We all love the summer sun, but by now you’ve heard the mantra: There’s no such thing as a healthy tan. That’s why we caught up with Nettie Mueth of Medical Aesthetics RX, and asked how we can enjoy our fun in the sun—without damaging our skin.
We know we’re supposed to wear sunscreen and a hat, but what haven’t people heard about sun protection?
Hats are wonderful to wear, but it has to have a large enough brim to cover the whole face. Visors and ball caps are only going to cover to the bridge of nose and upper cheeks, but the whole lower part of your face also needs to be protected. Also, most sun hats for women are wide-weaved hats with holes—that’s not good. You want a solid hat that won’t let any sun through.
Sunscreen needs to be worn all year round, even in the winter time. The sun’s rays actually will penetrate haze or fog, so the only time you shouldn’t be wearing sunscreen is when it’s so dark you need a flashlight. You also need to re-apply almost every two hours—unless you’re sweating or getting wet, then it should be sooner. Plus, the sun’s rays are stronger when they penetrate through glass, so you get more UV damage when you’re driving. The same is true when light bounces off sand, water, concrete and snow. When you tan, your body is actually protecting itself. To help the skin do its job, you should wear a minimum of 30 SPF, and it should be broad spectrum so it covers UVA and UVB rays.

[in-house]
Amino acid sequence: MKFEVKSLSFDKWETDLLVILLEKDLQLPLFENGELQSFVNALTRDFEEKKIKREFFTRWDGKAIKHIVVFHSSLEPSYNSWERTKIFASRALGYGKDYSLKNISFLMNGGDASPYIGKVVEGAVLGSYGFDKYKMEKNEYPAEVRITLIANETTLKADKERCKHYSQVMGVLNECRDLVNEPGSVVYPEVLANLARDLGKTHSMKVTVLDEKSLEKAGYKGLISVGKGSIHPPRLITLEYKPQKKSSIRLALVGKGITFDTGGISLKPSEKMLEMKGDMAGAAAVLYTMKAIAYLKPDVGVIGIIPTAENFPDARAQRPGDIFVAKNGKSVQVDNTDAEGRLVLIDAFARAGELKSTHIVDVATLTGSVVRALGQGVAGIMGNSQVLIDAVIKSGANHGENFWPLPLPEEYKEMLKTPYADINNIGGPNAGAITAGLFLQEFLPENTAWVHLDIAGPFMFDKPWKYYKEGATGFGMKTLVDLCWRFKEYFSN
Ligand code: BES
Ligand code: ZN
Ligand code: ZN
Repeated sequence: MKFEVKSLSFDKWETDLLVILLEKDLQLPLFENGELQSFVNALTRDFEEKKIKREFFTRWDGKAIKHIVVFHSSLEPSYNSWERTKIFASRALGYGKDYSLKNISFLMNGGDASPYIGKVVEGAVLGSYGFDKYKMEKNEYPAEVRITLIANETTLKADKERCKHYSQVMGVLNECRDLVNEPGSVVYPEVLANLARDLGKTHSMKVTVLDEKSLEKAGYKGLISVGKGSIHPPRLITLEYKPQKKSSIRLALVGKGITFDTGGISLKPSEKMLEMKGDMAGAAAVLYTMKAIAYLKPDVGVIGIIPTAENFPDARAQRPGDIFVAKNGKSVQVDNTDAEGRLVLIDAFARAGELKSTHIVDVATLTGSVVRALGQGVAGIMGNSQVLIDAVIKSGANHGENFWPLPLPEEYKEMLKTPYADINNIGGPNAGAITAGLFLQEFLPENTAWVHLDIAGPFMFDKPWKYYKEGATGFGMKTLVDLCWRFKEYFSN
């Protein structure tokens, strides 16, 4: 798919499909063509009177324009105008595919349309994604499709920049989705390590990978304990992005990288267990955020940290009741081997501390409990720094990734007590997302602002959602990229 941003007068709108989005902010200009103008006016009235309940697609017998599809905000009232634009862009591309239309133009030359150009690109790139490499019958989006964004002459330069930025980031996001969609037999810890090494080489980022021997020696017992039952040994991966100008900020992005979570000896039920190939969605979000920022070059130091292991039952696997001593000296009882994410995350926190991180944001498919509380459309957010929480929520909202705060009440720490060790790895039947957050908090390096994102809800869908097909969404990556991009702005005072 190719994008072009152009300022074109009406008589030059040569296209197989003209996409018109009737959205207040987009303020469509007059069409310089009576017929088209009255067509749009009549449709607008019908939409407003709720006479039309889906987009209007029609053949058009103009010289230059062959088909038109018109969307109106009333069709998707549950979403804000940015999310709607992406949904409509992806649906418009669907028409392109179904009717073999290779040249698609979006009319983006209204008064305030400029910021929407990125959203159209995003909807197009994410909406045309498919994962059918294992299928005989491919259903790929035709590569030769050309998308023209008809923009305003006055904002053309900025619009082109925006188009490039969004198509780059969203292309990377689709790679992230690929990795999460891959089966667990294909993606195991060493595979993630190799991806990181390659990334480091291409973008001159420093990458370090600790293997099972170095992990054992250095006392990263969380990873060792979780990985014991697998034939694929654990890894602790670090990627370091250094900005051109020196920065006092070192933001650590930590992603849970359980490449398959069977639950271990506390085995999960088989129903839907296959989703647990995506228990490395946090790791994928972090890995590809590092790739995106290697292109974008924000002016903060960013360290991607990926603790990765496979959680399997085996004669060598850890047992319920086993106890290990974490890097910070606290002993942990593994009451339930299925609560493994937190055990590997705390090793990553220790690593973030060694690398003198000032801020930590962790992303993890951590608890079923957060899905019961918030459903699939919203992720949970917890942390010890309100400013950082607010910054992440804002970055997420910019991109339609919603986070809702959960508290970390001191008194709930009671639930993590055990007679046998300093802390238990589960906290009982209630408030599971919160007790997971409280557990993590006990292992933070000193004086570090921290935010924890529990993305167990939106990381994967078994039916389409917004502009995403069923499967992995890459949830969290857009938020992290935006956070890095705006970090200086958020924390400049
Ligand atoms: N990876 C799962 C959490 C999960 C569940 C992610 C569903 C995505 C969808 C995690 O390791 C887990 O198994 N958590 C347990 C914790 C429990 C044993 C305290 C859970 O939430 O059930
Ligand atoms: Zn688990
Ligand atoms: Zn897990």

Do you recommend using a moisturizer or makeup with built-in SPF, or a separate product?
You really do need a separate product, because most makeup has a 15 SPF. That’s not going to do it for you, you need at least at 30 and reapply regularly. The other thing to worry about is the lips: Lip gloss will reflect sun and make the lips more susceptible to burning. Find a lip gloss or balm with an SPF.
How much sunscreen should you apply?
For the whole body, you’re looking at about an ounce, about a quarter-size on your face. You should also wait at least 30 minutes after you apply it to go out so it penetrates and protects your skin. Even with that, it still helps to avoid the sun in peak hours—between 10 a.m. and 4 p.m.
What else should be part of your routine to protect from sun damage?
In a daily routine, sunscreen on the face and neck should be an automatic thing. Also, prior to using sunscreen and your foundation, if you use a serum with Vitamin C or green tea extract, it will actually help buffer against the elements. It works together with the sunscreen. Plus Vitamin C not only has antioxidants, it’s also a skin lightener and helps eliminate bacteria that lead to breakouts.
Do after-sun products mitigate the damage at all?
No, it’s more of a comfort thing. Aloe will be your go-to if you’re sunburned: It takes heat out of skin. Most of the products also have moisturizers because a sunburn dehydrates the skin. But it’s not going to make the damage go away.